On the Fringe

But once we have found the center of our life in our own heart and have accepted our aloneness, not as a fate but as a vocation, we are able to offer freedom to others. –Henri Nouwen

Cresting the hill overlooking the community where our campus sits, I hear the chatter of my daughters in the seats behind me. My mind, however, is miles (or kilometers, shall we say) away. I had just run into a few friends, whom we have known for many years now, and chatted briefly.

As I herded my children into my car, I reflected on the experience. Though it was good to run into them (was it, though?), it was also painful – a reminder, again, that we are the outsiders. These friends have a seemingly vibrant, interdependent community – one for which my husband and I have longed. For a wide array of reasons, we have succeeded in knowing a lot of people from a variety of communities, but we have not leaned in to just one. We’re “on the fringe,” we like to say, of a lot of communities.

There are definite perks to this; but tonight, I am just lonely.

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This past summer, we had a three and a half-month home assignment in the U.S. It was hectic, as they are. And I was keenly aware that my daughters seemed to have more friends in the U.S., where we have not lived for almost eight years, than they do in our ministry area, where they have essentially grown up.

I pondered this for some time. Was it true? Would they/we have these friends if we lived in the U.S.? There was of course the reality that we visited many different states and churches, nearly all the people we know stateside. In the end, I wondered, is it that friendships feel easier in their “home” culture, even though they haven’t grown up in the U.S.? Do they sense that we are “on the fringe” here too?

//

I have a feeling that you can relate. As cross-cultural workers, we can work alongside people all day, we can attend a vibrant church or co-op, we can be part of groups and workplaces, and still feel unknown. We can spend countless hours pursuing others, opening the doors of our home, building relationships, and have maybe one or two that takes off and goes deep – but otherwise feel like outsiders the rest of the time.

Seven years into international ministry, I am no longer surprised by this reality. It used to be a sharp reminder of our otherness; these days, it is more of a dull ache, a sense of loneliness. God has been gracious in the midst of this struggle for belonging. These are a few truths God has used to comfort me:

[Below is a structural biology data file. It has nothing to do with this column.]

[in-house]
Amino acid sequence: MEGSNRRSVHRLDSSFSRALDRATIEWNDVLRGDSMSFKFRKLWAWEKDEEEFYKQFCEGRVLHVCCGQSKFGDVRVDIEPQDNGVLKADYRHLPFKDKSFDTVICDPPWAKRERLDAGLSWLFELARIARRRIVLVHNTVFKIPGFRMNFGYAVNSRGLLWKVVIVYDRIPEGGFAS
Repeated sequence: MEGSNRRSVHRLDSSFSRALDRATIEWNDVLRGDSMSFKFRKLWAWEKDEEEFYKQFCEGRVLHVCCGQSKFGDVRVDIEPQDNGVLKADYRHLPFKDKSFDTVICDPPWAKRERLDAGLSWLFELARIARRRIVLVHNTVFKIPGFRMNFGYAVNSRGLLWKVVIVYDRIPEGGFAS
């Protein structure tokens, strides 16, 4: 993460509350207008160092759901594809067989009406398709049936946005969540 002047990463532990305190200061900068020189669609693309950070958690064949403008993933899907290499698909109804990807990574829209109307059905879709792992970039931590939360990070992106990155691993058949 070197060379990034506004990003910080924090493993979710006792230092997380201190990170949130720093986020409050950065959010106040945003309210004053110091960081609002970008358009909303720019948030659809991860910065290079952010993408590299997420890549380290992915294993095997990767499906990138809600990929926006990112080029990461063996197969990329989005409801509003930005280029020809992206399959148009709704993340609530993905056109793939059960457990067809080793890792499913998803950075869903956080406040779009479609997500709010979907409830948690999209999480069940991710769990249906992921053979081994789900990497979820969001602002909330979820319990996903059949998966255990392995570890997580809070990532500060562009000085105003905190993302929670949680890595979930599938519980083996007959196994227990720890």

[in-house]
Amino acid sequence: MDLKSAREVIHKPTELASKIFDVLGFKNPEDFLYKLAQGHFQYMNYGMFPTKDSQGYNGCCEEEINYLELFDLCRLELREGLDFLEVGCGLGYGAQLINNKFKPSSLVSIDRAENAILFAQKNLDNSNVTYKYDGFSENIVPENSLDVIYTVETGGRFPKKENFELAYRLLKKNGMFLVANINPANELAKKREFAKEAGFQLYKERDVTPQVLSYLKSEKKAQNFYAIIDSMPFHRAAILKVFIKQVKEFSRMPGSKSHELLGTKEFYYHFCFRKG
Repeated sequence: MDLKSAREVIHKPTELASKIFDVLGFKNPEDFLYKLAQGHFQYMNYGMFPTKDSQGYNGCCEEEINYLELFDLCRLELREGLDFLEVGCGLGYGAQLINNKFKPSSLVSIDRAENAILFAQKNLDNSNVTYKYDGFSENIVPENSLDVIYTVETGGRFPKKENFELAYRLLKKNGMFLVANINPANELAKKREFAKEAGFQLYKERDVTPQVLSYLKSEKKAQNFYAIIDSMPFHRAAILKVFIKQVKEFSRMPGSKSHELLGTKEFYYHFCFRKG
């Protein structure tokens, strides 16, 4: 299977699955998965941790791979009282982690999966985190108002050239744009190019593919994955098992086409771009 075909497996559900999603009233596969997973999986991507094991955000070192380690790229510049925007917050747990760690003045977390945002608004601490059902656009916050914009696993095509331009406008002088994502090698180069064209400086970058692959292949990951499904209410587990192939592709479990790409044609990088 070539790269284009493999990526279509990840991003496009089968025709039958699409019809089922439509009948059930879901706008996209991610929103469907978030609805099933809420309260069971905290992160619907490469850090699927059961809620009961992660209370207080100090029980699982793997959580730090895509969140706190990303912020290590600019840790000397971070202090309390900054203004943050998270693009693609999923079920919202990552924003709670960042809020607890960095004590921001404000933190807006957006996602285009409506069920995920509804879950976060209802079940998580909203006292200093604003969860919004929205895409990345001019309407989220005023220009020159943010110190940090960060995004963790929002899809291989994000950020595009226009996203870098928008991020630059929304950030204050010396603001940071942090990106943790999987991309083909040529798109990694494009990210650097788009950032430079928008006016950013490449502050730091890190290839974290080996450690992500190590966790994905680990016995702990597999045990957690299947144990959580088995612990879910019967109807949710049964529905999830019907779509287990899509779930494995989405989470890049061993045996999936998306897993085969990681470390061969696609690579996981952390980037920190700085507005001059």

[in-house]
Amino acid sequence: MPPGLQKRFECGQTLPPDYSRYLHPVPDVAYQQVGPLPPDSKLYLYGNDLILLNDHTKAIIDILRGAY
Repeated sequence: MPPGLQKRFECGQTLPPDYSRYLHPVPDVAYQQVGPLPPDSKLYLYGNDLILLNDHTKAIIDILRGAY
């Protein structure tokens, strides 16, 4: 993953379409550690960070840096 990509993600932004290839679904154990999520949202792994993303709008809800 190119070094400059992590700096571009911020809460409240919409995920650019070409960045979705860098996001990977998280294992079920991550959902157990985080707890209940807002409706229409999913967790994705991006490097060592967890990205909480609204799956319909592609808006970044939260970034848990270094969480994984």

The longing to belong is a good, God-given one. This desire to know and be known is part of our human, image-bearing experience. This longing reflects our spiritual, emotional, and mental capacities for relationship and meaning. Any feelings of being ‘unknown’ are part of our experience in this broken world; alternatively, the joy of feeling “known” reflects the already-but-not-yet of Christ’s kingdom coming.

I am known, deeply. The truth is that each one of us is deeply known by God himself, more deeply than we know ourselves. While this may sound trite at times, I have found profound comfort in embracing the reality that the God of the universe knows me, on every level, through and through, and cares deeply for me. Nothing in my life is hidden from him; he knows the best and worst of me and loves me still. What a joy!

He knows what it is to be “on the fringe.” Christ himself came from the Father, to an earth which was not his home, in order to minister and serve and give the ultimate sacrifice for others. Though his “otherness” was different than ours, he is familiar with the struggle to belong. In his life, I find a model of living “on the fringe” which gives me a path forward in my overseas life.

I think of Jesus’ words in Mark 10, where he shares a simple mission statement for his coming to earth: “For even the Son of Man did not come to be served, but to serve, and to give his life as a ransom for many” (v. 45).

Jesus is our ultimate example of coming to a place, fully knowing he would not belong, and giving of himself anyway. When I put aside my own feelings of “otherness” and seek to offer my life for others, I am imitating Christ. When I accept the reality that I will not fit as I would ideally love to and continue to serve anyway, I am imaging Jesus.